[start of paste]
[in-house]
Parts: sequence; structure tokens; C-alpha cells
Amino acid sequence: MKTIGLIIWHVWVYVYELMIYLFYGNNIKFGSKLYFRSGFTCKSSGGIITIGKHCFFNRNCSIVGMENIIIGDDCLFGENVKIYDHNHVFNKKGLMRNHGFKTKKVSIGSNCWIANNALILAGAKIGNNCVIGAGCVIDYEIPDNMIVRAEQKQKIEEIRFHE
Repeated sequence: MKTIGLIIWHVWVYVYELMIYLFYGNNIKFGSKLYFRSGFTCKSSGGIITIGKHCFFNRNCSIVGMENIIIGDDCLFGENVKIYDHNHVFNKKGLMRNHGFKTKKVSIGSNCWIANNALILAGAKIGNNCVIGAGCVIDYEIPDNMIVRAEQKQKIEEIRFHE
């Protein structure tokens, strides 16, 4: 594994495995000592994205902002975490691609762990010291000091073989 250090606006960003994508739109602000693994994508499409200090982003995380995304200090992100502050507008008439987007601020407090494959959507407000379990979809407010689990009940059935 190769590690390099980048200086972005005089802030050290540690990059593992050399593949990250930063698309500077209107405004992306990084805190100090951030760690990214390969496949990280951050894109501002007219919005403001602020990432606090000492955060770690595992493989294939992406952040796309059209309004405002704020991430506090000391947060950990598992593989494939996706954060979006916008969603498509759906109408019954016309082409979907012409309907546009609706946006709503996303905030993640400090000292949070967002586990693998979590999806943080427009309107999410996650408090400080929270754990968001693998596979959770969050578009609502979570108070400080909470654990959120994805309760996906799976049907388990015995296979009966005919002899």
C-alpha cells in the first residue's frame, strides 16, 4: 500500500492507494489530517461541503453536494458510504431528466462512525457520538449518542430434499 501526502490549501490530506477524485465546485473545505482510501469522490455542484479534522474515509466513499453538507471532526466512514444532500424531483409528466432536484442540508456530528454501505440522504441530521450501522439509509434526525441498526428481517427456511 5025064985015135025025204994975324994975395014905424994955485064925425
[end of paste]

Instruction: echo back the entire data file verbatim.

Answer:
[in-house]
Parts: sequence; structure tokens; C-alpha cells
Amino acid sequence: MKTIGLIIWHVWVYVYELMIYLFYGNNIKFGSKLYFRSGFTCKSSGGIITIGKHCFFNRNCSIVGMENIIIGDDCLFGENVKIYDHNHVFNKKGLMRNHGFKTKKVSIGSNCWIANNALILAGAKIGNNCVIGAGCVIDYEIPDNMIVRAEQKQKIEEIRFHE
Repeated sequence: MKTIGLIIWHVWVYVYELMIYLFYGNNIKFGSKLYFRSGFTCKSSGGIITIGKHCFFNRNCSIVGMENIIIGDDCLFGENVKIYDHNHVFNKKGLMRNHGFKTKKVSIGSNCWIANNALILAGAKIGNNCVIGAGCVIDYEIPDNMIVRAEQKQKIEEIRFHE
């Protein structure tokens, strides 16, 4: 594994495995000592994205902002975490691609762990010291000091073989 250090606006960003994508739109602000693994994508499409200090982003995380995304200090992100502050507008008439987007601020407090494959959507407000379990979809407010689990009940059935 190769590690390099980048200086972005005089802030050290540690990059593992050399593949990250930063698309500077209107405004992306990084805190100090951030760690990214390969496949990280951050894109501002007219919005403001602020990432606090000492955060770690595992493989294939992406952040796309059209309004405002704020991430506090000391947060950990598992593989494939996706954060979006916008969603498509759906109408019954016309082409979907012409309907546009609706946006709503996303905030993640400090000292949070967002586990693998979590999806943080427009309107999410996650408090400080929270754990968001693998596979959770969050578009609502979570108070400080909470654990959120994805309760996906799976049907388990015995296979009966005919002899």
C-alpha cells in the first residue's frame, strides 16, 4: 500500500492507494489530517461541503453536494458510504431528466462512525457520538449518542430434499 501526502490549501490530506477524485465546485473545505482510501469522490455542484479534522474515509466513499453538507471532526466512514444532500424531483409528466432536484442540508456530528454501505440522504441530521450501522439509509434526525441498526428481517427456511 5025064985015135025025204994975324994975395014905424994955485064925425